Venezuelan President Hugo Chávez underwent surgery in Cuba last year to remove a cancerous tumor from his pelvic area.  Chávez has never said what type of cancer he has. Former Brazilian president Luiz Inacio Lula da Silva was diagnosed with cancer in his larynx last October and underwent chemotherapy, which doctors say shrank the tumor by 75 percent.

Wednesday, the former Brazilian president began his first session of radiation therapy.  The outpatient sessions are expected to take place Monday through Friday for up to seven weeks.

Tijuana drug gang leader
takes a plea in U.S. court

By the A.M. Costa Rica wire services

Once-powerful Mexican drug lord Benjamin Arellano Felix has pleaded guilty in a U.S. federal court to charges of racketeering and conspiracy to launder money.

Arellano Felix entered the plea Wednesday in San Diego, California. As part of the 17-page agreement, Arellano Felix admitted smuggling tons of cocaine and marijuana into the U.S. and conspiring to launder millions of dollars.  The deal also calls for him to forfeit $100 million in profits.  He faces a maximum of 25 years in prison when sentenced April 2. 

Arellano Felix headed the Tijuana, Mexico-based cartel bearing his name. Mexican authorities say he led the cartel with some of his brothers from the 1980s until his arrest in Mexico in 2002. Arellano Felix was extradited to the United States in April of last year. 

He is one of the highest-profile cartel members extradited to the U.S. under the administration of Mexican President Felipe Calderón.

Article cites gap in reporting
births of Latin youngsters

Special to A.M. Costa Rica

About 10 percent of children under the age of 5 in Latin America and the Caribbean are not registered, which infringes their ability to exercise their social, economic, civil and cultural rights, said a joint report last week.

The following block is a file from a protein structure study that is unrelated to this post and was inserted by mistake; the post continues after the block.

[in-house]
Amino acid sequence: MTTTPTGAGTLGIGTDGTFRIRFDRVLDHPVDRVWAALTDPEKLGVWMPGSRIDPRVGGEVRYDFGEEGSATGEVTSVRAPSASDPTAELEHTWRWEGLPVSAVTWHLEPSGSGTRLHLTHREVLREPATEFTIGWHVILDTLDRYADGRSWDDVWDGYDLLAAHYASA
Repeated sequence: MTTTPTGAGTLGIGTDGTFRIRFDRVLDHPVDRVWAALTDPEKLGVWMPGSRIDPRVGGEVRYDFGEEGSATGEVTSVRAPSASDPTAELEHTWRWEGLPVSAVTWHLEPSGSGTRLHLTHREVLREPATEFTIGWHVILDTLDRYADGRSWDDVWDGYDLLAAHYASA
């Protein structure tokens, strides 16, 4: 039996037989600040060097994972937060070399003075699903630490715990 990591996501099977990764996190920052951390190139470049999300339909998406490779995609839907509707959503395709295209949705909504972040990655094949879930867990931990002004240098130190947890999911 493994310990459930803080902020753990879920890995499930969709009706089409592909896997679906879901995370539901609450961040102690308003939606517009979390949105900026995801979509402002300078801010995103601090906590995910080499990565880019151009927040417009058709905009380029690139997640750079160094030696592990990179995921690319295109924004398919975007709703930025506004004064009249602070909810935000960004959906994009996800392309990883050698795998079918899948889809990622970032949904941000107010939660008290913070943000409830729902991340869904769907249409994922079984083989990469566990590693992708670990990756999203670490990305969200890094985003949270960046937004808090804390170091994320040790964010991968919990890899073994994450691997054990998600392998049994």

An article titled "A rights-based approach to birth registration in Latin America and the Caribbean," which is included in the latest issue of the publication Challenges, said that in total there are 6.5 million children without birth certificates in the region.

The article said that universal registration means registering all children born in a country's territory, regardless of ethnic origin, gender, economic position, geographic origin or migration status, or their parents' nationality.

According to the article, one of the main barriers to overcome in order to make progress in this area is the requirements that the parents must meet. For example, the mother might be required to go with the father when registering the child, or the parents might have to submit their own birth certificates or proof that they reside in a certain city or country.

The article included in the bulletin states that non-fulfillment of the right to identity and universal registration does the most harm to children in the poorest, most marginalized population segments in the region, such as indigenous peoples, Afro-descendants, migrants and families living in rural, remote or border areas.

The publication said that "unfortunately, a birth certificate is still one of the main requirements for access to school, health and other social services." It adds that "in many countries, unregistered children have access to primary school but do not receive a certification of completion and so cannot go on to secondary school."

Challenges is a joint publication produced by the Economic Commission for Latin America and the Caribbean and the U. N.s Children's Fund which records the progress towards achieving the Millennium Development Goals on childhood and adolescence.